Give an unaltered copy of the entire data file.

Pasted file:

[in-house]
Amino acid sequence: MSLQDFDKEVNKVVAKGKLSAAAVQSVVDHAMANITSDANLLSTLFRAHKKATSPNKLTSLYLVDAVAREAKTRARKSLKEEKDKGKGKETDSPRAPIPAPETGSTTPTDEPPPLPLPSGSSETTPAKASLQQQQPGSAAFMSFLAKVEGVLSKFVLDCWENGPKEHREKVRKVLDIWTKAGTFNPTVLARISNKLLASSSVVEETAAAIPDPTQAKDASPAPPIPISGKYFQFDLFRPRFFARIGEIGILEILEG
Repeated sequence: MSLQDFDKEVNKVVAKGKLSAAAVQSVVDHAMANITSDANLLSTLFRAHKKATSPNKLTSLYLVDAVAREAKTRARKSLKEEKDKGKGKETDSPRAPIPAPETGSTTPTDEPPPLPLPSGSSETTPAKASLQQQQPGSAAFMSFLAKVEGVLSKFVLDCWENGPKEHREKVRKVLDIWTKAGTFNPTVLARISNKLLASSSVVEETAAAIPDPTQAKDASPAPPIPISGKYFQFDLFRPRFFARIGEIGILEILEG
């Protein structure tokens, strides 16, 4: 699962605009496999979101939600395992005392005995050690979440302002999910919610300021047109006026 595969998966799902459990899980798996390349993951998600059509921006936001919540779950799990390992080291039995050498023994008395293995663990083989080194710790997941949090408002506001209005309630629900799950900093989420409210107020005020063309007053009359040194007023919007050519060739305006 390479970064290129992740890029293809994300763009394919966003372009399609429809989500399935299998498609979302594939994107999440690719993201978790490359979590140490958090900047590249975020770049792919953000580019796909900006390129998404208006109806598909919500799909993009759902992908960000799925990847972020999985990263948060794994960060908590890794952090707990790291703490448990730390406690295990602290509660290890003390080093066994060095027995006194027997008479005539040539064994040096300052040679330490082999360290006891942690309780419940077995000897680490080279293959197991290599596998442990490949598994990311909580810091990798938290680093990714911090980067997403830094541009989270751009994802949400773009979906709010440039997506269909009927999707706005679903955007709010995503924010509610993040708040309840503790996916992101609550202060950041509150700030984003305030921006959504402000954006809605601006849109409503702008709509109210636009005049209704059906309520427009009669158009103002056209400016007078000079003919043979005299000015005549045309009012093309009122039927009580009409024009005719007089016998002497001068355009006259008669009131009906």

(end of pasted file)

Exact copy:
[in-house]
Amino acid sequence: MSLQDFDKEVNKVVAKGKLSAAAVQSVVDHAMANITSDANLLSTLFRAHKKATSPNKLTSLYLVDAVAREAKTRARKSLKEEKDKGKGKETDSPRAPIPAPETGSTTPTDEPPPLPLPSGSSETTPAKASLQQQQPGSAAFMSFLAKVEGVLSKFVLDCWENGPKEHREKVRKVLDIWTKAGTFNPTVLARISNKLLASSSVVEETAAAIPDPTQAKDASPAPPIPISGKYFQFDLFRPRFFARIGEIGILEILEG
Repeated sequence: MSLQDFDKEVNKVVAKGKLSAAAVQSVVDHAMANITSDANLLSTLFRAHKKATSPNKLTSLYLVDAVAREAKTRARKSLKEEKDKGKGKETDSPRAPIPAPETGSTTPTDEPPPLPLPSGSSETTPAKASLQQQQPGSAAFMSFLAKVEGVLSKFVLDCWENGPKEHREKVRKVLDIWTKAGTFNPTVLARISNKLLASSSVVEETAAAIPDPTQAKDASPAPPIPISGKYFQFDLFRPRFFARIGEIGILEILEG
């Protein structure tokens, strides 16, 4: 699962605009496999979101939600395992005392005995050690979440302002999910919610300021047109006026 595969998966799902459990899980798996390349993951998600059509921006936001919540779950799990390992080291039995050498023994008395293995663990083989080194710790997941949090408002506001209005309630629900799950900093989420409210107020005020063309007053009359040194007023919007050519060739305006 390479970064290129992740890029293809994300763009394919966003372009399609429809989500399935299998498609979302594939994107999440690719993201978790490359979590140490958090900047590249975020770049792919953000580019796909900006390129998404208006109806598909919500799909993009759902992908960000799925990847972020999985990263948060794994960060908590890794952090707990790291703490448990730390406690295990602290509660290890003390080093066994060095027995006194027997008479005539040539064994040096300052040679330490082999360290006891942690309780419940077995000897680490080279293959197991290599596998442990490949598994990311909580810091990798938290680093990714911090980067997403830094541009989270751009994802949400773009979906709010440039997506269909009927999707706005679903955007709010995503924010509610993040708040309840503790996916992101609550202060950041509150700030984003305030921006959504402000954006809605601006849109409503702008709509109210636009005049209704059906309520427009009669158009103002056209400016007078000079003919043979005299000015005549045309009012093309009122039927009580009409024009005719007089016998002497001068355009006259008669009131009906």